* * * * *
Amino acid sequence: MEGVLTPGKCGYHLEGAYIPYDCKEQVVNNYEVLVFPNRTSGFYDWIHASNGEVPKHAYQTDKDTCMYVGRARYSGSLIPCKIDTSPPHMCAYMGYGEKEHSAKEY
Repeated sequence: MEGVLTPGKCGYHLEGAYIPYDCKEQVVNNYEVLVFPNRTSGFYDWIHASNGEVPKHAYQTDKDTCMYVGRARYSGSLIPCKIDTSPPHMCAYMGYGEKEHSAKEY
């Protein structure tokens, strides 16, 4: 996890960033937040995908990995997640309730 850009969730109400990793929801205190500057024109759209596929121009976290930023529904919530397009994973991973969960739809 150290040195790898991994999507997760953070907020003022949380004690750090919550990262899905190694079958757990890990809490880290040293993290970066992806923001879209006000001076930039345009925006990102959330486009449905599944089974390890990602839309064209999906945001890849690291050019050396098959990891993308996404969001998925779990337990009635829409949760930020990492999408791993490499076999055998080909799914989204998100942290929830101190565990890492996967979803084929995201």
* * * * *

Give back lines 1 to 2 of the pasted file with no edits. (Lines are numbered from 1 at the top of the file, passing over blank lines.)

Amino acid sequence: MEGVLTPGKCGYHLEGAYIPYDCKEQVVNNYEVLVFPNRTSGFYDWIHASNGEVPKHAYQTDKDTCMYVGRARYSGSLIPCKIDTSPPHMCAYMGYGEKEHSAKEY
Repeated sequence: MEGVLTPGKCGYHLEGAYIPYDCKEQVVNNYEVLVFPNRTSGFYDWIHASNGEVPKHAYQTDKDTCMYVGRARYSGSLIPCKIDTSPPHMCAYMGYGEKEHSAKEY